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NSA Leaker Edward Snowden Seeks Asylum In Ecuador

Story By: Larry Stine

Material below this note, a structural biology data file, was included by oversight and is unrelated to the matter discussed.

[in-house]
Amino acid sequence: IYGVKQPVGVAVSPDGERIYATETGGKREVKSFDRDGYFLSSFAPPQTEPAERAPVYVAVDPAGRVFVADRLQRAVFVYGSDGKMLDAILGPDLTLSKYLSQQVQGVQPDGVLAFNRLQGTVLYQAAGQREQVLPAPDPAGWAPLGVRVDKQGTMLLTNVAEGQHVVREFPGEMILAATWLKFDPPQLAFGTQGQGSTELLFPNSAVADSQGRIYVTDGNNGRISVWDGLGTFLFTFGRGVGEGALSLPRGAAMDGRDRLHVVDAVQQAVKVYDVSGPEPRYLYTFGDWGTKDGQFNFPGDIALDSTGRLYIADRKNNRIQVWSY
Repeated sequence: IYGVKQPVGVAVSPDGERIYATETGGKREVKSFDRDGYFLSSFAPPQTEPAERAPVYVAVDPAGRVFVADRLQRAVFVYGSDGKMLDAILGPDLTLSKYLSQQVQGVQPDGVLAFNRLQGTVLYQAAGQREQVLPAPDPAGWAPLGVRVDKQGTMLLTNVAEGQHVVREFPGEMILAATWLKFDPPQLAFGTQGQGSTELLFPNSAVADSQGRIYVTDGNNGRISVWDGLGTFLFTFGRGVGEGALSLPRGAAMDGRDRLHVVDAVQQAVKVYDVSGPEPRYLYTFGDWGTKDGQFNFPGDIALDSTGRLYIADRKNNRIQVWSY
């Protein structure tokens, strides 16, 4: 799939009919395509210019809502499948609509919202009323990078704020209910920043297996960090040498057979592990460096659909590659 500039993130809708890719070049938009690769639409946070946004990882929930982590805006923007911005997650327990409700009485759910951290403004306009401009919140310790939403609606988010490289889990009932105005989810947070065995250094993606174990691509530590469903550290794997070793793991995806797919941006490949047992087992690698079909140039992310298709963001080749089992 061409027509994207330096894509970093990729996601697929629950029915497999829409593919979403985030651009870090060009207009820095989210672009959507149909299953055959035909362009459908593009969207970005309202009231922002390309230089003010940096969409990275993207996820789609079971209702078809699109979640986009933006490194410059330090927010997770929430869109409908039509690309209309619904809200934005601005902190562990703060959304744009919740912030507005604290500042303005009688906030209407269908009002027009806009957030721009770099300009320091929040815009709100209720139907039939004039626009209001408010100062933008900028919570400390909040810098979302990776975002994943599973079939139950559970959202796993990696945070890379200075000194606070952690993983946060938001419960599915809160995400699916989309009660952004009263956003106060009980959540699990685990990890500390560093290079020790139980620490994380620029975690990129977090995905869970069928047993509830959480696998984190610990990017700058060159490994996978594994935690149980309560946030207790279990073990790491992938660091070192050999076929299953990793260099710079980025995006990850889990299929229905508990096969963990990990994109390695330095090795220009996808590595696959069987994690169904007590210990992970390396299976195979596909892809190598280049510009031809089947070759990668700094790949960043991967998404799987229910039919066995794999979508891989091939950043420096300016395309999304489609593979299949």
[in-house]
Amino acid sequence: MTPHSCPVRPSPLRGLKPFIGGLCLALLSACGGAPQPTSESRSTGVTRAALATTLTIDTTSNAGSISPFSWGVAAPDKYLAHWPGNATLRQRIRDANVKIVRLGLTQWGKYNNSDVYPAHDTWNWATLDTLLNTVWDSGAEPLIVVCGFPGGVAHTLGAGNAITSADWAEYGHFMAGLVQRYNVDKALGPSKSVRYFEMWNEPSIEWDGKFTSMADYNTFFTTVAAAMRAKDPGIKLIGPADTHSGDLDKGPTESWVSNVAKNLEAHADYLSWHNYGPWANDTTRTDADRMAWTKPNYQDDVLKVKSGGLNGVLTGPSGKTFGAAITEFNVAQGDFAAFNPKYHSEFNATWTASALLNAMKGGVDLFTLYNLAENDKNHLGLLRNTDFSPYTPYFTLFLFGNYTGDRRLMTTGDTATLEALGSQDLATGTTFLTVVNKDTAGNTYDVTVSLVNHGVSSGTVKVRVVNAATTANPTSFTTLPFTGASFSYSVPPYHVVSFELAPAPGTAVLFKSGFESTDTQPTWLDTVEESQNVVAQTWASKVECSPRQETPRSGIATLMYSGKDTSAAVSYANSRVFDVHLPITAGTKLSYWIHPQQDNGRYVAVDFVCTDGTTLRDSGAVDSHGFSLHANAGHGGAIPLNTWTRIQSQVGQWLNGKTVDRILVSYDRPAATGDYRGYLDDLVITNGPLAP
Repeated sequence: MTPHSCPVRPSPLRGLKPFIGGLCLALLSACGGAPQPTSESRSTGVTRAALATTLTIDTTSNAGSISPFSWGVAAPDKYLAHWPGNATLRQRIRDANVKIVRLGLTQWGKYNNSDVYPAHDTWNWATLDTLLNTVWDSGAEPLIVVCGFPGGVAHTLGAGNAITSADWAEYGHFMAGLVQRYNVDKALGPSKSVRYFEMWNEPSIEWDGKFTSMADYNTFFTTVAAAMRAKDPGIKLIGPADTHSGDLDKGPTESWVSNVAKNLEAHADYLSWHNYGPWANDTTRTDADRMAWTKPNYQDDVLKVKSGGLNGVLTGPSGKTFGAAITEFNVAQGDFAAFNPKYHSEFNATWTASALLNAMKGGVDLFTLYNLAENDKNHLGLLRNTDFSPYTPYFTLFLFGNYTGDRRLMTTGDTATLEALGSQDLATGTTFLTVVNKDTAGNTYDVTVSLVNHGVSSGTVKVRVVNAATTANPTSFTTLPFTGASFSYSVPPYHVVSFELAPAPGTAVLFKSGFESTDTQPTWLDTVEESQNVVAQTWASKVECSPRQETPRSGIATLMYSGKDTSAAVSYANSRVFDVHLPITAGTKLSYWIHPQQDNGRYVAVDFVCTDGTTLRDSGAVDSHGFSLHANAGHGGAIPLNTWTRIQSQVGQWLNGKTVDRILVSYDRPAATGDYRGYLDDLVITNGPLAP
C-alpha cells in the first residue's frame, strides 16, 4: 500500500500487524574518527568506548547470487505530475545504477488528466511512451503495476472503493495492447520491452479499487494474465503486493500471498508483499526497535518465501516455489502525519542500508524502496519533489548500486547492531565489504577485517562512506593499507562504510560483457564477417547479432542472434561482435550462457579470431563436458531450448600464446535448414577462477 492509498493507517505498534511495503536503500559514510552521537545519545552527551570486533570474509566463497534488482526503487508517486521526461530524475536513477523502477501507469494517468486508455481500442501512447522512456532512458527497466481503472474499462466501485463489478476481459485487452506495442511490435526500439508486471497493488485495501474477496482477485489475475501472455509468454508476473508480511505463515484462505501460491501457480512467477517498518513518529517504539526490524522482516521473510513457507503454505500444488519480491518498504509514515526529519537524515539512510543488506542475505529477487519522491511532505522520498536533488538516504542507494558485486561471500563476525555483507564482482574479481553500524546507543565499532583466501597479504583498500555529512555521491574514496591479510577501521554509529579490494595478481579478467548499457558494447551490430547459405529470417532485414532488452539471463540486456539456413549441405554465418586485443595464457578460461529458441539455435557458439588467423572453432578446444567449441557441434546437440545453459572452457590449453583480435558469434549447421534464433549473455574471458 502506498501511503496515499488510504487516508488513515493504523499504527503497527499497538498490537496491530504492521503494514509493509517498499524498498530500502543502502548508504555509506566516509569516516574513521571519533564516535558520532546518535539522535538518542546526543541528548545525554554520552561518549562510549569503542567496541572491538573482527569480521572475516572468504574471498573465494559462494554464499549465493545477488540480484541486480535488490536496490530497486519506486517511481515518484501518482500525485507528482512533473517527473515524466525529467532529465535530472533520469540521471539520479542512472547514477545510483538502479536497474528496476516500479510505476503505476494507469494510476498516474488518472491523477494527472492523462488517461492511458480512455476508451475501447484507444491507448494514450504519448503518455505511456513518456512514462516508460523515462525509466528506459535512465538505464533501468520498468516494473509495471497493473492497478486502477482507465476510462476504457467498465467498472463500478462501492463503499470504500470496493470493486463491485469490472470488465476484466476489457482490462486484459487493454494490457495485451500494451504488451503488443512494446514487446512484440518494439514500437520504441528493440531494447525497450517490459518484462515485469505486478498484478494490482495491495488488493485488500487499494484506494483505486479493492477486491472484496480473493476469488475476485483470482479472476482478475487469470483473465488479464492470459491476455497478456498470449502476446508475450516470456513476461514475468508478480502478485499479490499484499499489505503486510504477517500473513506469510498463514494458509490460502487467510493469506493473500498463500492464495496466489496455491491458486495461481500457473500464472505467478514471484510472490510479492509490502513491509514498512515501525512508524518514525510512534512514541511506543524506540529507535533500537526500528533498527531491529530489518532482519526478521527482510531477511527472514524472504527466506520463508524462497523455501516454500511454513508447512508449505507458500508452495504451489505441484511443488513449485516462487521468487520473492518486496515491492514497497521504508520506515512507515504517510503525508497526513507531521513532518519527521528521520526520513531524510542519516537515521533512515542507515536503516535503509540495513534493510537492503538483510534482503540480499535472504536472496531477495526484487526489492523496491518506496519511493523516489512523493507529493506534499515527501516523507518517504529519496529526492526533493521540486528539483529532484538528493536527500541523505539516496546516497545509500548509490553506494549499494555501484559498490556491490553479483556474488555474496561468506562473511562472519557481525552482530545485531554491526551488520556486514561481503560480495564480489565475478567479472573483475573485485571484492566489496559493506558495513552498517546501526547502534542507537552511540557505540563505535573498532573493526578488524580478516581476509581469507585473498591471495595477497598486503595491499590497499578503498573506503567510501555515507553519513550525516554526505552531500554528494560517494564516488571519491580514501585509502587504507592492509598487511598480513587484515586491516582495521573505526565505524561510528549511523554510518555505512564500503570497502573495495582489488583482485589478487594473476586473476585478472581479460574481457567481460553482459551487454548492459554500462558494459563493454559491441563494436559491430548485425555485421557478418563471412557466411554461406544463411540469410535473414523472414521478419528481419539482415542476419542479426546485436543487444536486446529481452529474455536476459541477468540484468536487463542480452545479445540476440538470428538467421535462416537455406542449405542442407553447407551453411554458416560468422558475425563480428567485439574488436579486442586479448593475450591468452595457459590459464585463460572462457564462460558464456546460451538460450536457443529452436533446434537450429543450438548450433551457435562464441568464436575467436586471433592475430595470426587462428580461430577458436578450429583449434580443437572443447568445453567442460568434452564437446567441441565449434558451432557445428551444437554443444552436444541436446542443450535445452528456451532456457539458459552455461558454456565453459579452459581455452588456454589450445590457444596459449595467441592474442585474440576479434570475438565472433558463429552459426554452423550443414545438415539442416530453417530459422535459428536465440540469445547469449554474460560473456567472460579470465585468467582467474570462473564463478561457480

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  Original Published: 6/24/2013  Edward Snowden is no longer in hiding in Hong Kong.    And to the chagrin of the U.S. government, his next destination is not into the custody of federal agents.   Snowden has admitted leaking classified information to the press on clandestine surveillance programs.   His passport has now been revoked, and American officials are asking other governments to shut their doors to him.   Snowden's apparent free movement has also raised complaints from some officials about China and Russia.   Elizabeth Corridan reports.   Escaping U.S. efforts to have him sent back home to face criminal charges, Edward Snowden left Hong Kong for Moscow on Sunday.   The 30-year-old former National Security Agency contractor is accused by U.S. officials of leaking classified information related to government programs on phone and Internet surveillance.   The allegations amount to espionage under federal law.   News that Snowden was in Vladimir Putin's Russia, and not on American soill in handcuffs, drew immediate ire from some lawmakers.   "Allies are supposed to treat each other in decent ways, and Putin always seems almost eager to put a finger in the eye of the United States," says Democratic Sen. Charles Schumer of New York.   Wikileaks founder Julian Assange's organization says Snowden plans to seek asylum in Ecuador.   "Latin America has snow in the past 10 years it is really pushing forward in human rights," says Assange.   In purported online postings, Snowden says President Obama has allowed government surveillance programs to flourish, instead of curtailing them like he promised as a candidate.   Meanwhile, the NSA leadership was asked, what's to stop others with security clearences from leaking sensitive information?   "We have to trust our people will do the right thing," says NSA Director Gen. Keith Alexander. "Mission, defending the country. When they betray that trust, go to the department of justice and others for action."   Hong Kong claims an extradition request from the U.S. for Snowden did not fully meet its legal requirements.   In Washington, D.C., Justice Department officials strongly disputed that claim.   The White House says President Obama is being briefed on the developments on Snowden.
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